The scientific methods used for mapping the environmental impact of many resources used in food production were not yet good enough to base a credible label on them, claimed the research carried out by the University of Hertfordshire, the Food Ethics Council and the Policy Studies Institute.
Scientists studied existing eco-labels and environmental claims on products and the underlying standards used to measure them. They also considered the potential use of an 'omni-label' that encompasses a range of environmental benchmarks an idea being mooted at EU level at the moment.
"Our view is that the science isn't there on most of the environmental impacts it's not there for covering air quality or water quality in a robust manner that you could use in a label," said Kathy Lewis, head of the agriculture and environmental research unit at the university. The exception to this was carbon footprinting, which used a widely accepted scientific methodology.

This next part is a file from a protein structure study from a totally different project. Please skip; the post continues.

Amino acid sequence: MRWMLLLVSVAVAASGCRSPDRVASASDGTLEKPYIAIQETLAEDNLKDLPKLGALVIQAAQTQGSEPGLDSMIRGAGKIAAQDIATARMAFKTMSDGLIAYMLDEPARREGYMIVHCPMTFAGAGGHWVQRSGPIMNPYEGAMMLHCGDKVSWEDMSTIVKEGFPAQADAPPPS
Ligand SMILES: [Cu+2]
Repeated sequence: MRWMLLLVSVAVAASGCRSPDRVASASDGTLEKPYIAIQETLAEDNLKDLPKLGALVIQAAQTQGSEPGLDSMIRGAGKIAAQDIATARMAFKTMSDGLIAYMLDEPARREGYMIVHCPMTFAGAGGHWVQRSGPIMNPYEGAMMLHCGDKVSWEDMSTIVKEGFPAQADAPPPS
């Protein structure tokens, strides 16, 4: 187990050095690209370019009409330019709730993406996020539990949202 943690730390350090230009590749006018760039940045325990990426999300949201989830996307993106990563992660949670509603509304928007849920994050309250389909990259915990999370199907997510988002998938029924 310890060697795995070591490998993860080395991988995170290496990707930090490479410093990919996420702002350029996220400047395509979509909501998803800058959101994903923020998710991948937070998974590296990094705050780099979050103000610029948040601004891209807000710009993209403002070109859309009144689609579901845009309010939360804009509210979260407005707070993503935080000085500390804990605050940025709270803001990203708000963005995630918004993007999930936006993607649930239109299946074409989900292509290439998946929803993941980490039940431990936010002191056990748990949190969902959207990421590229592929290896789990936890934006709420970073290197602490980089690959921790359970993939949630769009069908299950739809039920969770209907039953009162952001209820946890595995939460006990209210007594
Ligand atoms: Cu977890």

There would be no point in introducing an omni-label until the science was robust on all fronts, she added. "It's not right to say to somebody 'you should be buying this' if you can't prove it and we can't prove it because we don't understand the technologies. If the science isn't there, someone might come along and challenge it and then you are in a real mess."
Lewis stressed the conclusions were those of the research team and not those of Defra, which is expected to publish a report based on the findings later this year.
Defra commissioned the research earlier this year (at a cost of £68,010) in preparation for discussions about a planned EU research project into the application of an 'environmental' label for food products.